This leaves ¶ 2-209(a)(2). The defendant begins his attack by arguing that the plaintiff cannot rely on this subsection because he has not stated a claim for fraud, and therefore cannot show the commission of a tortious act at all, no less in Illinois. The defendant predicates this argument on the economic loss doctrine first enunciated by the Illinois Supreme Court in Moorman v. National Tank Company, 91 Ill.2d 69, 61 Ill.Dec. 746, 435 N.E.2d 443 (1982). Under this doctrine, a plaintiff suing for purely economic losses generally
Ordinarily, attacks on the merits of a plaintiff's case should come only after jurisdictional issues have been resolved. See Keeton v. Hustler Magazine, Inc., 465 U.S. 770, 778, 104 S.Ct. 1473, 1480, 79 L.Ed.2d 790 (1984). But because the Illinois long-arm statute specifically makes the commission of a tort an independent basis for jurisdiction, Illinois courts require the plaintiff to state a viable claim in tort before relying on ¶ 2-209(a)(2).
Nevertheless, the defendant's efforts to escape jurisdiction on this basis fail, and fail miserably. In Moorman, and in subsequent cases applying it, the Illinois courts steadfastly have held that economic loss is recoverable in tort "where one intentionally makes false representations." Id. 91 Ill.2d at 88-89, 61 Ill.Dec. 746, 435 N.E.2d 443; Anderson Electric, Inc. v. Ledbetter Erection Corp., 133 Ill.App.3d 844, 849, 88 Ill.Dec. 863, 479 N.E.2d 476 (1985); see also Swaw v. Ortell, 137 Ill.App.3d 60, 73-74, 92 Ill.Dec. 49, 484 N.E.2d 780 (1985).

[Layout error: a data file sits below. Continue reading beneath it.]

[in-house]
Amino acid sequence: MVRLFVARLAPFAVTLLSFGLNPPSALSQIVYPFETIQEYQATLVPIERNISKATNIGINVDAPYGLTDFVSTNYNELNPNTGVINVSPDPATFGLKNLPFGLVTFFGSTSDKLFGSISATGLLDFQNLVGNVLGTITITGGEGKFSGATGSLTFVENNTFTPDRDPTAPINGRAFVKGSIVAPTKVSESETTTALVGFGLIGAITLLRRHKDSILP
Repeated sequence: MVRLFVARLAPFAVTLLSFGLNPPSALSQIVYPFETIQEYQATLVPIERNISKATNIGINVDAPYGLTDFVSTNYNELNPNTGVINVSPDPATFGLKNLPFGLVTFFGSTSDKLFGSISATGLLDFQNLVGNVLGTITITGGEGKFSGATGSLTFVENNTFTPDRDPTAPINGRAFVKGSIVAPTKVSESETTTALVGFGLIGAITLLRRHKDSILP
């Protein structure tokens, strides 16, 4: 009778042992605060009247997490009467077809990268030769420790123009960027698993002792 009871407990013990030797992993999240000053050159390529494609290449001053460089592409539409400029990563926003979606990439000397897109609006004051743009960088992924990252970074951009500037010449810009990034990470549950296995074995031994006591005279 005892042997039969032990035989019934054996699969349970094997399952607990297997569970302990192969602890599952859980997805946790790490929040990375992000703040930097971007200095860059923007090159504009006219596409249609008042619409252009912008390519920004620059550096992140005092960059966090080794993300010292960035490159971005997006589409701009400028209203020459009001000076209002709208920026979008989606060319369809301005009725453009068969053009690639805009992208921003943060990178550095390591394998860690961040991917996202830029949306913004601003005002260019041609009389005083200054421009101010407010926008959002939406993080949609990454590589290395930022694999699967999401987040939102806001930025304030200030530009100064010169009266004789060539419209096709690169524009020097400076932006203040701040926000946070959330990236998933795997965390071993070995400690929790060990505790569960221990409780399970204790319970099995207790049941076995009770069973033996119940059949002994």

The defendant next argues that his alleged misrepresentations to the plaintiff's agents over the phone and in Massachusetts do not amount to the commission of a tort within Illinois. He suggests instead that any wrongdoing occurred in Massachusetts, where the purchase took place.